I have supported the LGBT movement since before it was even “cool” to do so. My older brother is gay and he came out of the closet my freshman year of high school, in a time when homophobia was widely acceptable. I went to an all-boys high school where, at the time, homophobia was ever-present, and I had no problem being proud of my gay older brother. Many of my classmates expressed their homophobia towards me, knowing full well about my family situation. I support universal healthcare and I raised thousands of dollars for George Floyd’s Memorial Fund after his tragic murder. These are things that generally would garner more support from liberals than conservatives.
My point here is simple: centrism isn’t about not being too weak to take a side on a specific issue. It’s not even about pointing fingers at both sides. It is about thinking freely, being aware of bias, and drawing conclusions because they are the things you actually believe in, not the things you think you are supposed to believe in. I cannot overstate how hurtful it is to be accused of apathy for social justice causes simply because I identify as a centrist. I do more actual work to improve the conditions for people in need – generally speaking – than some of those who levy such charges.
To be sure though, it is also true of those of us who identify as centrists that many issues are viewed as complex and require a solution that recognizes the need to fashion a compromise solution. For example, I am in support of tightening gun legislation to enhance background checks and to remove automatic weapons from the market. But I also recognize and honor the Constitution, and the mere fact that for many people, some guns are necessary for their way of life – like hunters, for example. This type of viewpoint does not meet the proverbial liberal or conservative view –– it is simply a nuanced perspective. What frustrates me as a centrist is seeing people I know on either side resort to what I believe are simplistic solutions. Simply for introducing some complexity or a level of thoughtfulness, centrists are wrongly dismissed as cowards. This misses the point entirely and if anything, encourages people to think less for themselves and to simply do what they are told.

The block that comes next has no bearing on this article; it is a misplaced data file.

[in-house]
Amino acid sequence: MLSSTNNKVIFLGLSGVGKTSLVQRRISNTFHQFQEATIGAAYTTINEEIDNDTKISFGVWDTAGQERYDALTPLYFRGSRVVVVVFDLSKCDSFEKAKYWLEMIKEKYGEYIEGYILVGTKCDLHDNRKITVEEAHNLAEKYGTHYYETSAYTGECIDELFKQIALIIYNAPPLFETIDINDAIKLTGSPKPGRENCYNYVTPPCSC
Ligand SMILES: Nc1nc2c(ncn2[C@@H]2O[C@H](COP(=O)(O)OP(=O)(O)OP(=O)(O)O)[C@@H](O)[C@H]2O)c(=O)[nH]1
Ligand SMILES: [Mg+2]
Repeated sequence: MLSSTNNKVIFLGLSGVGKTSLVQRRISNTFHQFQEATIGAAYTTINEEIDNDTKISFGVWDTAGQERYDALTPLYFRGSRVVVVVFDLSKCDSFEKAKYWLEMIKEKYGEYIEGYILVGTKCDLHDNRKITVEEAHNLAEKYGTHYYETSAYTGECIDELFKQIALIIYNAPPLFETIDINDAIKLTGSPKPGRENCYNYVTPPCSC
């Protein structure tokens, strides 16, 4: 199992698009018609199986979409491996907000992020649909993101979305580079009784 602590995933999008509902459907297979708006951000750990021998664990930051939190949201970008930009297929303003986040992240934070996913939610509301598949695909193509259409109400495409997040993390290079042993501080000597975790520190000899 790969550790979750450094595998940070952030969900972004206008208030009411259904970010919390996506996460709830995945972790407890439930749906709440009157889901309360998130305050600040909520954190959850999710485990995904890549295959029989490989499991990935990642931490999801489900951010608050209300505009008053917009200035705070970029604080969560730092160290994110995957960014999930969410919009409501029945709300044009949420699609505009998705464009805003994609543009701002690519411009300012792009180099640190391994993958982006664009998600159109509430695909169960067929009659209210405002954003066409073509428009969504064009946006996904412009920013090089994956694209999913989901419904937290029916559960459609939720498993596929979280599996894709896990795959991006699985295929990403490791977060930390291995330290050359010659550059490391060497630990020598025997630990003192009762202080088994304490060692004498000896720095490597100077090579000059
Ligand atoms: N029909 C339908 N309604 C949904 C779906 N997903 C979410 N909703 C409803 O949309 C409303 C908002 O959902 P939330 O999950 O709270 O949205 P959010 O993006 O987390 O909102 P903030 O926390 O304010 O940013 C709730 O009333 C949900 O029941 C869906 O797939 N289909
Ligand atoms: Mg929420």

I should clarify one last thing before I close. If someone tends to have strictly left-leaning or right-leaning views and they are truly thinking for themselves all the time when adopting those opinions, then all the power to them. I just find that incredibly difficult these days. We are victims of what the media forces down our throats, and we often self-select what we choose to see and choose not to see. We choose our friends, podcasts, television shows, and pretty much everything else accordingly. We are protective of our own ideas, after all. Most human conflict throughout history was the result of some sort of disagreement over religion, governing philosophy, race, creed, or what have you. In other words, we have a way of wanting to protect our own ideas rather than to challenge them. The net effect is that we really all have a tremendous bias in how we form our ideas. If we could even begin by recognizing this bias, being aware of it, and adopt a willingness to consider other points of view, it stands to reason we might all be better off.